Chopra in Harrisonburg

Aneesh Chopra
Aneesh Chopra

Earlier today, Aneesh Chopra, one of the two Democratic candidates to be Virginia’s next lieutenant governor, spoke to a crowd in Harrisonburg.  About 40 people were in attendance at the Beyond restaurant; this group included a number of JMU students, local high school students, and a bevy of Democrats including past and present members of the Harrisonburg City Council.

Mr. Chopra discussed his experience, including his time working for the Kaine administration, as well as his plans to stimulate economic growth in the Commonwealth.  After these remarks, he opened the floor to questions from the audience.  Then, at the end of the gathering, Larry Rogers, the former mayor of the city endorsed Chopra.

I took the opportunity to ask Mr. Chopra about his opinion regarding the organization of the Virginia Senate.  If you may recall, the body was split evenly between Democratic and Republican members after the 2011 elections.  Rather than engaging in some sort of power sharing arrangement, the Republican Party declared that they were in the majority due to the fact that the lieutenant governor was a Republican.  Perhaps not surprisingly, Aneesh Chopra mentioned that, if elected, he would act as the 21st Democratic senator, which would allow the Democratic Party to assume control that body in much the same precedent as set by Bill Bolling several years ago.

Unlike the Republicans who are running a convention, the Democratic Party will be holding an open primary on June 12th to select their nominees for statewide office.  As any registered voter will be allowed to participate, it is important for interested citizens, be they Democrats, Republicans, Libertarians, Constitutionalists, or independents to learn about our choices and to select which one of them best represents their values.

A Look At The Numbers

Well, the results of the Democratic Primary are in.  Sure, there are still a few unreported precincts, but, with 99.80% accounted for, the numbers are clear.  Creigh Deeds will be the nominee for Governor and Jody Wagner will be the nominee for Lt. Governor.  However, please note that all numbers used in this post come from the Virginia State Board of Elections and are currently unofficial.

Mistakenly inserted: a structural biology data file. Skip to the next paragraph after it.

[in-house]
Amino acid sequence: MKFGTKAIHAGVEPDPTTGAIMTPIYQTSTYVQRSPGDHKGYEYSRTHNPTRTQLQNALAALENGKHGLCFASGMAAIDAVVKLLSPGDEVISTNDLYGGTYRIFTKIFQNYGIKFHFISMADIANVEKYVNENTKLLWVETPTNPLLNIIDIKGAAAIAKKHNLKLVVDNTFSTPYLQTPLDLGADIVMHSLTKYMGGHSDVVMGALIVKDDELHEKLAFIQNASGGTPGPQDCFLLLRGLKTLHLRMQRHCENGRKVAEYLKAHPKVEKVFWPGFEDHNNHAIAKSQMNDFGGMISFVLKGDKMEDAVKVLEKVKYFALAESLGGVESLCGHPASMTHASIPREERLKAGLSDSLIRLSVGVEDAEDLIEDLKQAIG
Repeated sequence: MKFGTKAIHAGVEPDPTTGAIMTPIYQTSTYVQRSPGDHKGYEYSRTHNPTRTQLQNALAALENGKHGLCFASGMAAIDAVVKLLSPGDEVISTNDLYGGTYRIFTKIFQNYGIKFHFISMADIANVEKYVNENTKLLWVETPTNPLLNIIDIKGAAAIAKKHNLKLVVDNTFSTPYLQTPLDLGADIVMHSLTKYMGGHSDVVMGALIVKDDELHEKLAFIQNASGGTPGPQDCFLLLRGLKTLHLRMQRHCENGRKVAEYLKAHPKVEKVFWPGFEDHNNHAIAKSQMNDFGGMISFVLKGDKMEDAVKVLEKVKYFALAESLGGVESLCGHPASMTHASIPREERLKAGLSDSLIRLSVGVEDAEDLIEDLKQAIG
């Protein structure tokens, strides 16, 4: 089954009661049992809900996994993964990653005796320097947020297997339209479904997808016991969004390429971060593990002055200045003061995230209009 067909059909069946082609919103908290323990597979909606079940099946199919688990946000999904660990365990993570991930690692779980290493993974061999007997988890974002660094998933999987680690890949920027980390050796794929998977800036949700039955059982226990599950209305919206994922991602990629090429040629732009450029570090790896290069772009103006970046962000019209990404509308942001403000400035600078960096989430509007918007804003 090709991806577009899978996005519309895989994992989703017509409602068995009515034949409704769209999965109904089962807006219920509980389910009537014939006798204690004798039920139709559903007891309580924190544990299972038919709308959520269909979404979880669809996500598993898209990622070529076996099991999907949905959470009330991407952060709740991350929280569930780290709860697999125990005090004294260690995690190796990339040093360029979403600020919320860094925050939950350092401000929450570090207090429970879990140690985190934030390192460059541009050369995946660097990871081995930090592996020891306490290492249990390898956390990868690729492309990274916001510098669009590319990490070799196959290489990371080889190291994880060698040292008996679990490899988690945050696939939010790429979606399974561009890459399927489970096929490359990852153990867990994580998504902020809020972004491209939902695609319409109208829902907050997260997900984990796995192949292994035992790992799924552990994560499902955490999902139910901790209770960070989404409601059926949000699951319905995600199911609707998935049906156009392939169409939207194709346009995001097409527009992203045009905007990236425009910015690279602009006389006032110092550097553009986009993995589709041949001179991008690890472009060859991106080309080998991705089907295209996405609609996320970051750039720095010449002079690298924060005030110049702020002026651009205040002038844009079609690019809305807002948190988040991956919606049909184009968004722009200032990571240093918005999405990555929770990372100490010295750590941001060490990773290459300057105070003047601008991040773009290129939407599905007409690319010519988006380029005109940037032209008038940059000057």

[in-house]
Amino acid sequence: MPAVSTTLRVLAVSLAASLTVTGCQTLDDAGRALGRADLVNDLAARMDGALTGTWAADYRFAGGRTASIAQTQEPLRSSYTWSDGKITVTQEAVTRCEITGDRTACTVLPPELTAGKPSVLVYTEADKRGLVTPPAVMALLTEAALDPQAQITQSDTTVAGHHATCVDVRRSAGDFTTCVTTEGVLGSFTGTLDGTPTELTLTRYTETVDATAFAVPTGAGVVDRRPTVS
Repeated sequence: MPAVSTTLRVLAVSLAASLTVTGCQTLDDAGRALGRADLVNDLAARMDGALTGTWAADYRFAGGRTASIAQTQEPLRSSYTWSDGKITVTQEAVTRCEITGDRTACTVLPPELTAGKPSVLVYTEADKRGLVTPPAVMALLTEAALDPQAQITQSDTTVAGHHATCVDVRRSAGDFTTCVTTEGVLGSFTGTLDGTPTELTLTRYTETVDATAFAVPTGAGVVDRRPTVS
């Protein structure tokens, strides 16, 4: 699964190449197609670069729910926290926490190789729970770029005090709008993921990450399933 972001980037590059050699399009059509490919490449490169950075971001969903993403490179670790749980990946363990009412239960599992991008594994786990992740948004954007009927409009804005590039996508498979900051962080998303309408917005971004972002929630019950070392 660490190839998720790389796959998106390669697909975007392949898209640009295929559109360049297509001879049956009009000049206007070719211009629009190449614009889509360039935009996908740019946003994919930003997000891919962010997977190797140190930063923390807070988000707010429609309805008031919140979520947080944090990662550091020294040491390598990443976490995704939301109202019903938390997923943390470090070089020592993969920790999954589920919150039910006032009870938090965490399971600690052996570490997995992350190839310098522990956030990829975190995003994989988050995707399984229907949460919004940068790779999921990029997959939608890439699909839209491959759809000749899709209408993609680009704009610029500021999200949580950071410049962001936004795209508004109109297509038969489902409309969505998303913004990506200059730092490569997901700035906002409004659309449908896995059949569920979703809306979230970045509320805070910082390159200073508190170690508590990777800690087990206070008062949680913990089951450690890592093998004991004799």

First, I have one important observation with the Lt. Gov. race.  Sure, Wagner won with a commanding 74.21%, and won just about every city and county save for nine.  However, look at the numbers for Harrisonburg.  Mike Signer won with 57.5% of the vote (which was his best showing after Halifax County and Martinsville)!  In a down ticket race like this one, name recognition is everything.  I expect that his band of volunteers around Harrisonburg made this small victory possible.  A friendly face, a few good words, and a sign right before you vote can work wonders!  Take note.

As expected for an off year election, turnout was low…6.315% of registered voters in Virginia for Governor and even less for Lt. Governor.  However, there are some interesting variations.  For example, you have a very high turnout in Deeds country like Bath and Highland County (24.52% and 21.92% respectively) while the southwest corner of the state, Lee, Scott, and Wise Counties had turnouts of only 1.536%, 1.614%, and 1.978%!  Deeds captured 80 localities with an outright majority, and 43 by plurality.  Not surprisingly, Senator Deeds performed very well in his Virginia Senate district getting over 90% (yes 90%) of the vote in Alleghany County, Bath County, and Covington City.  Although just a preliminary glance at the map, it does not appear as if any particular geographic region was very bad for Deeds.

Considering Deeds was, for the most part, painted as the most moderate of the three Democratic choices, I think that this primary illustrates that Virginia voters, even the ones who vote in Democratic primaries, are more conservative than the media would lead us to believe.  Therefore, I believe that if Bob McDonnell can successfully articulate and promote a conservative message, run a solid campaign, and highlight Deeds’ more liberal qualities, he should be able to capture the mansion in November.  Here’s hoping.

Fairly Quiet On The Voting Front